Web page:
Liquor Board reverses on medical marijuana, recommends patient home grows
Category: Medical Marijuana | Posted on Wed, December, 18th 2013 by THCFinder
The state Liquor Control Board has changed its tune on allowing medical marijuana patients to grow their own cannabis. It does now recommend patients be allowed to grow up to 6 plants for personal use.
“Allow home grows and the ability for a qualified patient or designated provider to possess marijuana plants. A qualified patient or designated provider may possess 6 plants, 3 flowering and 3 nonflowering,” the board writes in its new list of recommendations for creating a new state-guided medical marijuana system. (You can read the entire document below.)
However, the recommendations also call for the elimination of collective gardens, the backbone of the current medical marijuana market.
Collective gardens allow several patients to grow plants that can be harvested for themselves and others who are members of the collective but not themselves growers. The growers then can be reimbursed for their expenses, thus creating the current controversial “store fronts” that sell marijuana to patients with medical cards for “contributions.”
The Washington Legislature – which ordered the Washington State Liquor Control Board and other agencies to come up with the recommendations – will make the actual laws creating this new system, using these recommendations or coming up with new ones.
Outcry followed initial recommendations
In the first draft of recommendations, the board’s staff had recommended that home-growing be disallowed and all legal marijuana in the state come from the I-502 system. The old recommendation had also wanted to end the ability of qualified patients or designated providers to possess marijuana plants in any stage of growth.
Read more: http://blog.seattlepi.com
Marijuana Used To Treat Opiate Withdrawal Symptoms
Category: Medical Marijuana | Posted on Tue, December, 17th 2013 by THCFinder
When someone first reads the title of this article, I'm sure that the first thought they have is "you can't treat an addiction to drugs with other drugs". But then what do you call methadone and suboxone? Those are two drugs that are used to treat patients with an opiate addiction. These two drugs by themselves have more negative side effects than the drugs they're supposed to be preventing. Not only that but the risk of dependency on these "helpful" treatments.
Cannabis has been found to dull the symptoms of withdrawal that people feel when quitting opiates. There was a study done at the Laboratory for Physiopathology of Diseases of the Central Nervous System that injected morphine addicted rodents with THC, showing suppressed behavioral, molecular, and biochemical dependance. The researchers said that cannabis should be looked at as a treatment for the symptoms of heroin/morphine withdrawal symptoms. The following is a quote from a heroin addict that used marijuana to treat their addiction;
“The marijuana helped me to sleep and eat and provided strength to continue detoxification. With the help of marijuana, I weaned myself off methadone in about four months. To this day I have continued to smoke marijuana, about three cigarettes per day and have never felt the desire to return to either heroin or methadone. My conclusion, based on this experience, is that marijuana is a potent medicine in the treatment of withdrawal from both heroin and methadone."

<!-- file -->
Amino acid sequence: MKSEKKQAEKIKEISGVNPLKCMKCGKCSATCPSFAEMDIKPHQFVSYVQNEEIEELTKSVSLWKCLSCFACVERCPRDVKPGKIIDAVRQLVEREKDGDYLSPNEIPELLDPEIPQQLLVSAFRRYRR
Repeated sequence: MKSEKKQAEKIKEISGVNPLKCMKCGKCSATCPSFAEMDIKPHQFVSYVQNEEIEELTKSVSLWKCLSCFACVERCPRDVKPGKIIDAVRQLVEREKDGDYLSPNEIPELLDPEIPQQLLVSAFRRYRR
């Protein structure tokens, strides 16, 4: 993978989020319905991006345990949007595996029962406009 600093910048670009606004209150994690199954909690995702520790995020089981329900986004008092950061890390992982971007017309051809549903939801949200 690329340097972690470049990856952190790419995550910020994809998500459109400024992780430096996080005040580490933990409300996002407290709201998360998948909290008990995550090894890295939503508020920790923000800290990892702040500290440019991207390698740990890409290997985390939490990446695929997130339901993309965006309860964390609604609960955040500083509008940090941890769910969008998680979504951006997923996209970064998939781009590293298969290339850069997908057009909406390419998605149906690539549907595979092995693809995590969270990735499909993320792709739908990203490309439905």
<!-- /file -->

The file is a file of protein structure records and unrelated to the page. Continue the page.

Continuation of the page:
In addition, patients who are given cannabis to treat their withdrawal are more apt and compliant with the treatment that they go through. The cannabis using patients had an easier time getting themselves in order after fighting addiction, instead of remaining dependent on the drug and the drug that was supposed to treat it. If cannabis can be used to get people away from heroin and opiates, then we should really be using it for that particular purpose. Slowly, doctors are realizing the endless benefits of this plant and hopefully, the dangerous drugs used to treat addiction can be replaced with cannabis.
How To Cure Herb
Category: Medical Marijuana | Posted on Mon, December, 16th 2013 by THCFinder
Curing cannabis is a key part of the growing process. Without a proper cure, mold and bugs can overtake the flowers, or worse, yield a harsh tasting bud that no one wants to smoke. If you don't cure the harvest, you run the risk of ruining the whole thing. The following steps are a good way to cure your bud and give you a good quality end product that everyone will enjoy.
A good cure is started at the point in which 50 to 80% of the pistels have turned colors. This is when you need to clean the plant out of the nutes and other products that you have used to nurture your plants in order for them to get to this point. If you don't do this, the end buds will be hard to light and harsh to smoke, both of which are things that you don't want happening to your harvest. Once you realize that the plants are close to their harvest point, begin to give them only regular water. Since the plants store a lot of the nutes from products, they will continue to grow at the same rate on the plain water diet. Hydro growers should change their solutions to plain water a week before they harvest and soil growers should start two weeks before.
Now that your buds are clean of nutes and ready to be harvested, the next step is to properly dry them. This is where keeping an eye on your harvest becomes incredibly important. Mold can ruin virtually all of your cannabis that you've worked so hard to grow. In order to prevent the mold, the buds should be dried slowly. Don't use a hairdryer or a microwave, as you're just going to ruin the weed. You must keep control of the humidity in the curing area, much like a humidor for cigars. Too much humidity breeds mold, while too little will take a far longer time to cure. The normal time for buds to cure is up to 8 weeks but can last longer.
If you don't cure the buds, you run the risk of ruining the whole crop. The best idea is to just cure the bud. Rushing never got anyone anywhere and in this case can cost you a lot of money. If you want a good crop of bud, curing is a key step. Don't make the mistake of trying to half ass this step either. A herb connoisseur will always be able to tell.